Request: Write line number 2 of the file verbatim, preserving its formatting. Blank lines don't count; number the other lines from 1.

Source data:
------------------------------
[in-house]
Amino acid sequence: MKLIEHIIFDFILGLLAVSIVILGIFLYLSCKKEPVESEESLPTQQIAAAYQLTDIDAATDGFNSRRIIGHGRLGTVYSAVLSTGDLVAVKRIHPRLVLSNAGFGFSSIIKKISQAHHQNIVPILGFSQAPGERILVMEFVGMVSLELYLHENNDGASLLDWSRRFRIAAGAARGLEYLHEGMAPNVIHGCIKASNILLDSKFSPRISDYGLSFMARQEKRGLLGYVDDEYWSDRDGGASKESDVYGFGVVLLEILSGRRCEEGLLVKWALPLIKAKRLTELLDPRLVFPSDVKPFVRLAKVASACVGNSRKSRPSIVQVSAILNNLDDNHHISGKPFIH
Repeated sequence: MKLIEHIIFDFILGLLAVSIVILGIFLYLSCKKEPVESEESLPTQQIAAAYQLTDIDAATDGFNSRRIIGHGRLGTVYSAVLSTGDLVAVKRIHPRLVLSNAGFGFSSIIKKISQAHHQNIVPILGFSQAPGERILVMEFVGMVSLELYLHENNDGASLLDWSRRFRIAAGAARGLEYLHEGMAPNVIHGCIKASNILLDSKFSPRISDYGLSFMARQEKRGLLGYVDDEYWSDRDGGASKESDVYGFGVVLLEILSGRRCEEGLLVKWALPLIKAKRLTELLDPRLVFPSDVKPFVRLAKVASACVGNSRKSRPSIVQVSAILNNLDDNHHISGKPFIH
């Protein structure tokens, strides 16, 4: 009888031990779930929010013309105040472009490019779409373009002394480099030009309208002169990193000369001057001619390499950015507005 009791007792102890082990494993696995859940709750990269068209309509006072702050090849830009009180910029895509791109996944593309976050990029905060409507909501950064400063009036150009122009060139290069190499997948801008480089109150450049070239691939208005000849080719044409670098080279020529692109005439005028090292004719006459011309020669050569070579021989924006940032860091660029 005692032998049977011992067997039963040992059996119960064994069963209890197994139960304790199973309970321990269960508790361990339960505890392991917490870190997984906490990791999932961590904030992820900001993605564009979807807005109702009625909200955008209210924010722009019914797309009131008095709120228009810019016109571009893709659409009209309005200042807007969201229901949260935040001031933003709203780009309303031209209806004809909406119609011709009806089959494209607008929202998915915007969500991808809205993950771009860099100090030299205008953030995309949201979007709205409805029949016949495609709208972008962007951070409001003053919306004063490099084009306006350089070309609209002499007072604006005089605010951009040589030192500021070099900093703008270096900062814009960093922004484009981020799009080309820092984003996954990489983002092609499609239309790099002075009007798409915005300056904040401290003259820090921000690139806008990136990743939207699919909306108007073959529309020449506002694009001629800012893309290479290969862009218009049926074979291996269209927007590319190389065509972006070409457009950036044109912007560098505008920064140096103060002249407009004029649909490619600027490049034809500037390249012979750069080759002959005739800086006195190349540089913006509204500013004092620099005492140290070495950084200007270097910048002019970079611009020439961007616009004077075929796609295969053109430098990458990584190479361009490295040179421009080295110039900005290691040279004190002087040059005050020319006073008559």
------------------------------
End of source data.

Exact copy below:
Amino acid sequence: MKLIEHIIFDFILGLLAVSIVILGIFLYLSCKKEPVESEESLPTQQIAAAYQLTDIDAATDGFNSRRIIGHGRLGTVYSAVLSTGDLVAVKRIHPRLVLSNAGFGFSSIIKKISQAHHQNIVPILGFSQAPGERILVMEFVGMVSLELYLHENNDGASLLDWSRRFRIAAGAARGLEYLHEGMAPNVIHGCIKASNILLDSKFSPRISDYGLSFMARQEKRGLLGYVDDEYWSDRDGGASKESDVYGFGVVLLEILSGRRCEEGLLVKWALPLIKAKRLTELLDPRLVFPSDVKPFVRLAKVASACVGNSRKSRPSIVQVSAILNNLDDNHHISGKPFIH